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CONTACT: Geoff Greenwood, Communications Director
515-281-6699, geoff.greenwood@iowa.gov
FOR IMMEDIATE RELEASE, April 5, 2011

Iowans’ E-Mail Accounts Exposed
Following Data Security Breach

 

(DES MOINES, Iowa)  Attorney General Tom Miller cautioned Iowans to be more vigilant about potential e-mail threats, including the potential for increased phishing attacks, scams and e-mail spam, following the disclosure of what may have been one of the nation’s largest confirmed personal data security breaches.

E-mail marketing provider Epsilon Data Management LLC, of Irving, Texas, which markets itself as the “world’s largest permission-based e-mail marketing provider,” disclosed on April 1 that “a subset of Epsilon clients’ customer data were exposed by an unauthorized entry into Epsilon’s e-mail system,” which was “limited to e-mail addresses and/or customer names only.”  Epsilon claims to have more than 2,500 clients, including some of the nation’s largest companies.  Some clients reportedly include Citigroup, Capitol One, US Bank, JP Morgan Chase, Best Buy, The College Board, TiVo and Walgreen’s.

"At this point we don't know who stole the personal data and why they stole it," Miller said.  “We can only speculate about what could happen next since we don’t yet have the answers.  And for that reason alone, Iowans need to be very careful about responding to certain types of e-mails.”

Iowans have already reported receiving notifications from Epsilon client companies, including credit card providers and retail stores.  “A warning notification is a good thing, but if it’s accompanied by a request for any personal or account information, that’s a huge concern,” Miller said.  Consumers could be at risk of receiving spoofed e-mails, which mask the true sender.  Consumers could also be at risk for phishing scams, which appear to be legitimate communications from a company.  In these situations consumers could unwittingly provide account numbers, user names, passwords, and even Social Security numbers.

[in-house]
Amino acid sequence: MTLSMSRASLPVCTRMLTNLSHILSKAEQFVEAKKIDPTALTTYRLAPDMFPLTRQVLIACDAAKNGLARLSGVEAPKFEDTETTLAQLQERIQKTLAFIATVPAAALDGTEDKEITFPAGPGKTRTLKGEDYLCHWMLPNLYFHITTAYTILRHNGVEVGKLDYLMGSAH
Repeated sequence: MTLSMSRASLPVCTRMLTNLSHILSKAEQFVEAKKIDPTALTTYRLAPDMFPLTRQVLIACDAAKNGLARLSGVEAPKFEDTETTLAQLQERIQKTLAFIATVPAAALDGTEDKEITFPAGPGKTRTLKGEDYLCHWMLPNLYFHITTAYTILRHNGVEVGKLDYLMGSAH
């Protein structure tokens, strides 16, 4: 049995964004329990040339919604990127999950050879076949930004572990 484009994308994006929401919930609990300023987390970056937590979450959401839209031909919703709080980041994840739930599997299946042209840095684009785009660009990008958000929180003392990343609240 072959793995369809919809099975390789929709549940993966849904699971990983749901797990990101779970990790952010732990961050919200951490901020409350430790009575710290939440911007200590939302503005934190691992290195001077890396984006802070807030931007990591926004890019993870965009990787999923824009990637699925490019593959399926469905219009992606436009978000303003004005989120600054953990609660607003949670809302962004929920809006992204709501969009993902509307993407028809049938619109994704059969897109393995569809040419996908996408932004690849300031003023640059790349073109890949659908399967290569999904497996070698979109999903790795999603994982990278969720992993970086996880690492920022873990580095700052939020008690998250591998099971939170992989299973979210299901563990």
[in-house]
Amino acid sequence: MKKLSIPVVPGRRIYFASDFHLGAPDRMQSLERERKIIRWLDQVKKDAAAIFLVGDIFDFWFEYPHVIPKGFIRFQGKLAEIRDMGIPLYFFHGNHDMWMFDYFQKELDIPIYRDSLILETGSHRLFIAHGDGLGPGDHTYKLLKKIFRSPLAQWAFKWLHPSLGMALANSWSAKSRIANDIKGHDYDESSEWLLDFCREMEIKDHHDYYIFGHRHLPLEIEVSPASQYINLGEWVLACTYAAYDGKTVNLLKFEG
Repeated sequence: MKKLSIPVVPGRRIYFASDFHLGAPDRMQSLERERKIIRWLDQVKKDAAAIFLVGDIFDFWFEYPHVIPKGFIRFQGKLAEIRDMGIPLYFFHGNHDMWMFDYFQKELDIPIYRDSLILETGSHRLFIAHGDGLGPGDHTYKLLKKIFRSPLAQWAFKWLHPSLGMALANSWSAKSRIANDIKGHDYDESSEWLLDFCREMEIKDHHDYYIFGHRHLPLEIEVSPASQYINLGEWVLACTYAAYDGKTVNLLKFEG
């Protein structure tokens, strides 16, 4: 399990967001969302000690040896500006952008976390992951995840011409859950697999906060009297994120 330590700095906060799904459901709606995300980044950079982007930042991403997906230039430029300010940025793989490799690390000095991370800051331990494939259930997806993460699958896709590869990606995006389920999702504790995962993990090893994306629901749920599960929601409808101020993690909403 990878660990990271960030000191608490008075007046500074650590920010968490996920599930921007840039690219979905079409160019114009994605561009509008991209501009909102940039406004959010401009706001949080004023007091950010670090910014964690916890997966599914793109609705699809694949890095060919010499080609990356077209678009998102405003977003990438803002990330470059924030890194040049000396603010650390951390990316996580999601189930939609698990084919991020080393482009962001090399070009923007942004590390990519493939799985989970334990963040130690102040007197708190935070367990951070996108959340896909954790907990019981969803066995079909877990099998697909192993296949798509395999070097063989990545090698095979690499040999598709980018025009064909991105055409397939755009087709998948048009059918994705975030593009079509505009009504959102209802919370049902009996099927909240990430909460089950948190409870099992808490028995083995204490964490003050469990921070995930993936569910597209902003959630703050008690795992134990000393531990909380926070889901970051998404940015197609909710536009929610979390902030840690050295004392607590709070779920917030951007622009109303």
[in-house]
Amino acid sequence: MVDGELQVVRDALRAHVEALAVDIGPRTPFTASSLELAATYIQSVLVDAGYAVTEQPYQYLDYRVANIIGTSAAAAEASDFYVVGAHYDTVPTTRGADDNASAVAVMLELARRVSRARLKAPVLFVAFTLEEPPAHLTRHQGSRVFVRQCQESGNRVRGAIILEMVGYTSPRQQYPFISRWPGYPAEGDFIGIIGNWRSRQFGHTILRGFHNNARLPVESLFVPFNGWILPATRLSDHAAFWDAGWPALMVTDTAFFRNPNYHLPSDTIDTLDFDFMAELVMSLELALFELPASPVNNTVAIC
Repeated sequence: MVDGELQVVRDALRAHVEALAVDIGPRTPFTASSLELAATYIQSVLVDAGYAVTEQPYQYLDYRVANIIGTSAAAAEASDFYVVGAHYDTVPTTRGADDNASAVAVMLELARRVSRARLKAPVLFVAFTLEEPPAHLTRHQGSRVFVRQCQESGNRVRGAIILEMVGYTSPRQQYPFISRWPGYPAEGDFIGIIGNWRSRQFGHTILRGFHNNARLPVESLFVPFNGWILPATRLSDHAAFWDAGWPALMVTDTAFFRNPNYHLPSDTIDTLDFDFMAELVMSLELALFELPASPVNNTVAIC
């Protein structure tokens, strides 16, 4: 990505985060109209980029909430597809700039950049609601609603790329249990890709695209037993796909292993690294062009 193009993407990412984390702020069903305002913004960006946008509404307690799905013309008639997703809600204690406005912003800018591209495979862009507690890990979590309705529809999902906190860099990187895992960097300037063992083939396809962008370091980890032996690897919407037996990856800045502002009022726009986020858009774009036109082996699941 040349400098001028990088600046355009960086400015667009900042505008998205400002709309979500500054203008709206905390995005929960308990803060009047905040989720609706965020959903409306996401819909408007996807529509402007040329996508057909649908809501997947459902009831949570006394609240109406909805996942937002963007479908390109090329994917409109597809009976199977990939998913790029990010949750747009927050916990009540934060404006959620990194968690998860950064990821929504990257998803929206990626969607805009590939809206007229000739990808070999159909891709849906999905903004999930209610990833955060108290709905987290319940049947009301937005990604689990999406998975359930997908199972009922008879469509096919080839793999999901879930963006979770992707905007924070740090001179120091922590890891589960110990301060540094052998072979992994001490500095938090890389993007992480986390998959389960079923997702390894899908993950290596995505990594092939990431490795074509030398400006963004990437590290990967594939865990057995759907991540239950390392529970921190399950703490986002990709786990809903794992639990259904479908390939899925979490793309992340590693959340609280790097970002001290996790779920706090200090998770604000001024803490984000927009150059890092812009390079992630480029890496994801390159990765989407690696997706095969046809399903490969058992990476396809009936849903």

“Even if this breach results in nothing more than increased spam e-mails to consumers or, better yet, nothing at all, this is still an unacceptable security breach,” Miller said.  “I expect that Epsilon will fully explain what happened, how it happened and how it will never happen again.”

According to computer security experts, including those at the federal Internet Crime Complaint Center, consumers can take the following preventive measures when confronted by suspicious e-mails:



Phishing & Spoofing

  • Be suspicious of any unsolicited email requesting personal information.

  • Avoid filling out forms in email messages that ask for personal information.

  • Do not click on links or images embedded in unsolicited e-mails, as doing so can launch malicious software.  Always compare the link in the email to the link that you are actually directed to.

  • Log on to the official website, instead of "linking" to it from an unsolicited email.

  • Contact the actual business that supposedly sent the email to verify if the email is genuine.

Credit Card Fraud

  • Ensure a site is secure and reputable before providing your credit card number online.

  • Don't trust a site just because it claims to be secure.

  • If purchasing merchandise, ensure it is from a reputable source.

  • Promptly reconcile credit card statements to avoid unauthorized charges.

  • Do your research to ensure legitimacy of the individual or company.

  • Beware of providing credit card information when requested through unsolicited emails.

Spam

  • Don't open spam. Delete it unread.

  • Never respond to spam as this will confirm to the sender that it is a "live" email address.

  • Have a primary and secondary email address - one for people you know and one for all other
    purposes.

  • Avoid giving out your email address unless you know how it will be used.

  • Never purchase anything advertised through an unsolicited email.



General Tips

  • Use a firewall on your computer

  • Get the latest computer updates for all installed software

  • Use current antivirus software and get regular updates

  • Protect against social engineering attacks (phishing attacks that appear to come from friends, for example...)
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